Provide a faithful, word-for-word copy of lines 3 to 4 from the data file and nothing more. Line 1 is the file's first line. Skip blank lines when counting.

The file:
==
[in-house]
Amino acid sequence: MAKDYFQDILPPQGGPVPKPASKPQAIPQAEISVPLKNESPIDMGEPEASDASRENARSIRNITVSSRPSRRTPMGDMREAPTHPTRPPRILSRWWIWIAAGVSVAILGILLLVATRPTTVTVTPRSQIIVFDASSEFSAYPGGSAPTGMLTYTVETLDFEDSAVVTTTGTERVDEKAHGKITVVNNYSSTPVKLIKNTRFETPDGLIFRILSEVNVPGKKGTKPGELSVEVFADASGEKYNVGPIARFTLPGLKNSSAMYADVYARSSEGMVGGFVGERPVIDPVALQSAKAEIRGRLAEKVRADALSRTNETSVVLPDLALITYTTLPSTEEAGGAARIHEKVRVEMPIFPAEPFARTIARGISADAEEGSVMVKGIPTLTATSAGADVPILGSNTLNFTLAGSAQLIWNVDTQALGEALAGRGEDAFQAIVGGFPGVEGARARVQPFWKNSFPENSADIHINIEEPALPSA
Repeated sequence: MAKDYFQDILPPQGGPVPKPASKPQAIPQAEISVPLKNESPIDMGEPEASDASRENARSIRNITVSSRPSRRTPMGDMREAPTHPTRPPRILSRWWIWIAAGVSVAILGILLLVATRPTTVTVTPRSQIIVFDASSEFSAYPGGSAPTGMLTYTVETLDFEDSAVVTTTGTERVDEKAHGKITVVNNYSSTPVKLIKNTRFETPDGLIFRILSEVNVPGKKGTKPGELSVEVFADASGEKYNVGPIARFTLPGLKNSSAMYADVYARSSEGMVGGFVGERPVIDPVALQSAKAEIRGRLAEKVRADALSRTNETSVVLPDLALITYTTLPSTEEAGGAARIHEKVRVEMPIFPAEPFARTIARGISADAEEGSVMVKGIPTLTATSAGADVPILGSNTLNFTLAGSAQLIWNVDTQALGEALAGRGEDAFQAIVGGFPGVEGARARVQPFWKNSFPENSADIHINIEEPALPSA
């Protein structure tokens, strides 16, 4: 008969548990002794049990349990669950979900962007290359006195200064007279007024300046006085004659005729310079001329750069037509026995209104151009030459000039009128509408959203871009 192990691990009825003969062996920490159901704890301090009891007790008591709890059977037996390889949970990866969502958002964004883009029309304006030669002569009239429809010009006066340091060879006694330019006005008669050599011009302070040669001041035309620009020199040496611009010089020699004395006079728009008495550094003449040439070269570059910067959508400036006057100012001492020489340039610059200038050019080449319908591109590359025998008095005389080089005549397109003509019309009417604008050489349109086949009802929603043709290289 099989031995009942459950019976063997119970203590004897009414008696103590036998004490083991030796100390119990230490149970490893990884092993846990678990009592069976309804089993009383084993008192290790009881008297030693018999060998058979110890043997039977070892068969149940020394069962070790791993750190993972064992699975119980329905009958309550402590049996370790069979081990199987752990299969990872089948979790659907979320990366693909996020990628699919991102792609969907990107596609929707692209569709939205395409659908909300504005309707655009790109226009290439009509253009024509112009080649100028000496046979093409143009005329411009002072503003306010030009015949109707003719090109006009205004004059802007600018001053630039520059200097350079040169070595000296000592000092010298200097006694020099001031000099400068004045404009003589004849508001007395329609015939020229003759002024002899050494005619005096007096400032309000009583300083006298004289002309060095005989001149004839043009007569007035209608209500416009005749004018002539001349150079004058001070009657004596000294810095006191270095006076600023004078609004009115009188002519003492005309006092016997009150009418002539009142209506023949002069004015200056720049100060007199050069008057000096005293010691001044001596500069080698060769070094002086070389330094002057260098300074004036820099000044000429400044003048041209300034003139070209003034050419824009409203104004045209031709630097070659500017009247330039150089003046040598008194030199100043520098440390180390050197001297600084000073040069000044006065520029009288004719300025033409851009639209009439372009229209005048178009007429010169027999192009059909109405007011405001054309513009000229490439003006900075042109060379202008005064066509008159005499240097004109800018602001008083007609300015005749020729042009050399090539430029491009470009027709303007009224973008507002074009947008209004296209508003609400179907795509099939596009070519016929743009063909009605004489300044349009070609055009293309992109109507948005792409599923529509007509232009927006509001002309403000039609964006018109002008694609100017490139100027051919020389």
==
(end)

Repeated sequence: MAKDYFQDILPPQGGPVPKPASKPQAIPQAEISVPLKNESPIDMGEPEASDASRENARSIRNITVSSRPSRRTPMGDMREAPTHPTRPPRILSRWWIWIAAGVSVAILGILLLVATRPTTVTVTPRSQIIVFDASSEFSAYPGGSAPTGMLTYTVETLDFEDSAVVTTTGTERVDEKAHGKITVVNNYSSTPVKLIKNTRFETPDGLIFRILSEVNVPGKKGTKPGELSVEVFADASGEKYNVGPIARFTLPGLKNSSAMYADVYARSSEGMVGGFVGERPVIDPVALQSAKAEIRGRLAEKVRADALSRTNETSVVLPDLALITYTTLPSTEEAGGAARIHEKVRVEMPIFPAEPFARTIARGISADAEEGSVMVKGIPTLTATSAGADVPILGSNTLNFTLAGSAQLIWNVDTQALGEALAGRGEDAFQAIVGGFPGVEGARARVQPFWKNSFPENSADIHINIEEPALPSA
């Protein structure tokens, strides 16, 4: 008969548990002794049990349990669950979900962007290359006195200064007279007024300046006085004659005729310079001329750069037509026995209104151009030459000039009128509408959203871009 192990691990009825003969062996920490159901704890301090009891007790008591709890059977037996390889949970990866969502958002964004883009029309304006030669002569009239429809010009006066340091060879006694330019006005008669050599011009302070040669001041035309620009020199040496611009010089020699004395006079728009008495550094003449040439070269570059910067959508400036006057100012001492020489340039610059200038050019080449319908591109590359025998008095005389080089005549397109003509019309009417604008050489349109086949009802929603043709290289 099989031995009942459950019976063997119970203590004897009414008696103590036998004490083991030796100390119990230490149970490893990884092993846990678990009592069976309804089993009383084993008192290790009881008297030693018999060998058979110890043997039977070892068969149940020394069962070790791993750190993972064992699975119980329905009958309550402590049996370790069979081990199987752990299969990872089948979790659907979320990366693909996020990628699919991102792609969907990107596609929707692209569709939205395409659908909300504005309707655009790109226009290439009509253009024509112009080649100028000496046979093409143009005329411009002072503003306010030009015949109707003719090109006009205004004059802007600018001053630039520059200097350079040169070595000296000592000092010298200097006694020099001031000099400068004045404009003589004849508001007395329609015939020229003759002024002899050494005619005096007096400032309000009583300083006298004289002309060095005989001149004839043009007569007035209608209500416009005749004018002539001349150079004058001070009657004596000294810095006191270095006076600023004078609004009115009188002519003492005309006092016997009150009418002539009142209506023949002069004015200056720049100060007199050069008057000096005293010691001044001596500069080698060769070094002086070389330094002057260098300074004036820099000044000429400044003048041209300034003139070209003034050419824009409203104004045209031709630097070659500017009247330039150089003046040598008194030199100043520098440390180390050197001297600084000073040069000044006065520029009288004719300025033409851009639209009439372009229209005048178009007429010169027999192009059909109405007011405001054309513009000229490439003006900075042109060379202008005064066509008159005499240097004109800018602001008083007609300015005749020729042009050399090539430029491009470009027709303007009224973008507002074009947008209004296209508003609400179907795509099939596009070519016929743009063909009605004489300044349009070609055009293309992109109507948005792409599923529509007509232009927006509001002309403000039609964006018109002008694609100017490139100027051919020389």